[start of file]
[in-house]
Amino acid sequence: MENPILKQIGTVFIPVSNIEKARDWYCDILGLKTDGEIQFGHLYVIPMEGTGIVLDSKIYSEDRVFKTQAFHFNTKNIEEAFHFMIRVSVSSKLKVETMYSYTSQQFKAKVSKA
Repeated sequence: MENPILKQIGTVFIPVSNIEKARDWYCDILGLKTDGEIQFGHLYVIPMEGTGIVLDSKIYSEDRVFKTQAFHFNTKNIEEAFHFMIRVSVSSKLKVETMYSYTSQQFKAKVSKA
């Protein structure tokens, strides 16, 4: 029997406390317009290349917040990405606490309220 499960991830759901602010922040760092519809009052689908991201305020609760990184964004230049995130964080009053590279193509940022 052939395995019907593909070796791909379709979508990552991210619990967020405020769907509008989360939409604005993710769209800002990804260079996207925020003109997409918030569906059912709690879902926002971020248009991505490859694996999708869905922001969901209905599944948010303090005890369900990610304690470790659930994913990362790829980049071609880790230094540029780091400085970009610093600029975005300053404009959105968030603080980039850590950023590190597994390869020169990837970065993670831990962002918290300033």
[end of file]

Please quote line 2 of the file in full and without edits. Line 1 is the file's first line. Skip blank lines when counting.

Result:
Amino acid sequence: MENPILKQIGTVFIPVSNIEKARDWYCDILGLKTDGEIQFGHLYVIPMEGTGIVLDSKIYSEDRVFKTQAFHFNTKNIEEAFHFMIRVSVSSKLKVETMYSYTSQQFKAKVSKA